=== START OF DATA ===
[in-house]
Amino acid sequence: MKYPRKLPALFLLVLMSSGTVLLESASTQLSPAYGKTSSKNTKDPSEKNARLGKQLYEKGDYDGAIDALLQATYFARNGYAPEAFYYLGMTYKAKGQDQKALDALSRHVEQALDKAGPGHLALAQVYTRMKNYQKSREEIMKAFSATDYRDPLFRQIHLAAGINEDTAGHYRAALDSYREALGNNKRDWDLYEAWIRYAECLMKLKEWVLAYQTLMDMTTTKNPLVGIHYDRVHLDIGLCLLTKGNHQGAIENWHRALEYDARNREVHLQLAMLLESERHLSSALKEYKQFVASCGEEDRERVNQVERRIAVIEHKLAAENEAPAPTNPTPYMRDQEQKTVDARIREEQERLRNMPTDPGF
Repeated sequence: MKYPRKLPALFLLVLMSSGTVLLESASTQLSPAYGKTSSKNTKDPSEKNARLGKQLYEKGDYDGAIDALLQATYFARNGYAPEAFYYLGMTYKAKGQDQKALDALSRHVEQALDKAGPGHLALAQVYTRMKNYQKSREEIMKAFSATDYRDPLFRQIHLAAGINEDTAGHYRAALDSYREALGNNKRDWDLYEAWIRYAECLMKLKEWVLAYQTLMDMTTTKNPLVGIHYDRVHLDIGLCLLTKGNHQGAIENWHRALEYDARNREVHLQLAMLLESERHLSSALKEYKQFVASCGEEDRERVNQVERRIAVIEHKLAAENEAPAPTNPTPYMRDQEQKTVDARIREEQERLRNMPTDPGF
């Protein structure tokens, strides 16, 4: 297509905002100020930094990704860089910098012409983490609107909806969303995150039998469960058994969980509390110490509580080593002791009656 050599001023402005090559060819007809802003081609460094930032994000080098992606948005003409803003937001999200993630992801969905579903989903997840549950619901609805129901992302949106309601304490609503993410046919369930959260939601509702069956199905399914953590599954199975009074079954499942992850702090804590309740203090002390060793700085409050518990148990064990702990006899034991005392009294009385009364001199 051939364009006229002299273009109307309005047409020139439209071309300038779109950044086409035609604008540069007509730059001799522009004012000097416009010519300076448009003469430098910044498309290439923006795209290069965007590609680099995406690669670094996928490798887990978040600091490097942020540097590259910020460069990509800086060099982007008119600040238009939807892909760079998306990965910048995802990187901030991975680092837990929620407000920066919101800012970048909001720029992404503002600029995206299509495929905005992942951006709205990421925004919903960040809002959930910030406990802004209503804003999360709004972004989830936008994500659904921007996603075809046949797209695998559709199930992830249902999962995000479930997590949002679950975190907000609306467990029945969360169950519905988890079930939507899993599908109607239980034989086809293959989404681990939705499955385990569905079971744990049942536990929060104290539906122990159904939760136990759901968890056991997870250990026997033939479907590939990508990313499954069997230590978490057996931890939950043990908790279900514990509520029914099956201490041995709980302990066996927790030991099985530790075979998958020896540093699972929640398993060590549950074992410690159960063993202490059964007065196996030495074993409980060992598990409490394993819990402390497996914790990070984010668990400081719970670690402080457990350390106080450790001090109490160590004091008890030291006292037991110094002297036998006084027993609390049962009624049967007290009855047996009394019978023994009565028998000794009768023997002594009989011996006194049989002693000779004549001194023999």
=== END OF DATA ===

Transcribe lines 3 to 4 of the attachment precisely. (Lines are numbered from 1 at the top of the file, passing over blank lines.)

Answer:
Repeated sequence: MKYPRKLPALFLLVLMSSGTVLLESASTQLSPAYGKTSSKNTKDPSEKNARLGKQLYEKGDYDGAIDALLQATYFARNGYAPEAFYYLGMTYKAKGQDQKALDALSRHVEQALDKAGPGHLALAQVYTRMKNYQKSREEIMKAFSATDYRDPLFRQIHLAAGINEDTAGHYRAALDSYREALGNNKRDWDLYEAWIRYAECLMKLKEWVLAYQTLMDMTTTKNPLVGIHYDRVHLDIGLCLLTKGNHQGAIENWHRALEYDARNREVHLQLAMLLESERHLSSALKEYKQFVASCGEEDRERVNQVERRIAVIEHKLAAENEAPAPTNPTPYMRDQEQKTVDARIREEQERLRNMPTDPGF
């Protein structure tokens, strides 16, 4: 297509905002100020930094990704860089910098012409983490609107909806969303995150039998469960058994969980509390110490509580080593002791009656 050599001023402005090559060819007809802003081609460094930032994000080098992606948005003409803003937001999200993630992801969905579903989903997840549950619901609805129901992302949106309601304490609503993410046919369930959260939601509702069956199905399914953590599954199975009074079954499942992850702090804590309740203090002390060793700085409050518990148990064990702990006899034991005392009294009385009364001199 051939364009006229002299273009109307309005047409020139439209071309300038779109950044086409035609604008540069007509730059001799522009004012000097416009010519300076448009003469430098910044498309290439923006795209290069965007590609680099995406690669670094996928490798887990978040600091490097942020540097590259910020460069990509800086060099982007008119600040238009939807892909760079998306990965910048995802990187901030991975680092837990929620407000920066919101800012970048909001720029992404503002600029995206299509495929905005992942951006709205990421925004919903960040809002959930910030406990802004209503804003999360709004972004989830936008994500659904921007996603075809046949797209695998559709199930992830249902999962995000479930997590949002679950975190907000609306467990029945969360169950519905988890079930939507899993599908109607239980034989086809293959989404681990939705499955385990569905079971744990049942536990929060104290539906122990159904939760136990759901968890056991997870250990026997033939479907590939990508990313499954069997230590978490057996931890939950043990908790279900514990509520029914099956201490041995709980302990066996927790030991099985530790075979998958020896540093699972929640398993060590549950074992410690159960063993202490059964007065196996030495074993409980060992598990409490394993819990402390497996914790990070984010668990400081719970670690402080457990350390106080450790001090109490160590004091008890030291006292037991110094002297036998006084027993609390049962009624049967007290009855047996009394019978023994009565028998000794009768023997002594009989011996006194049989002693000779004549001194023999």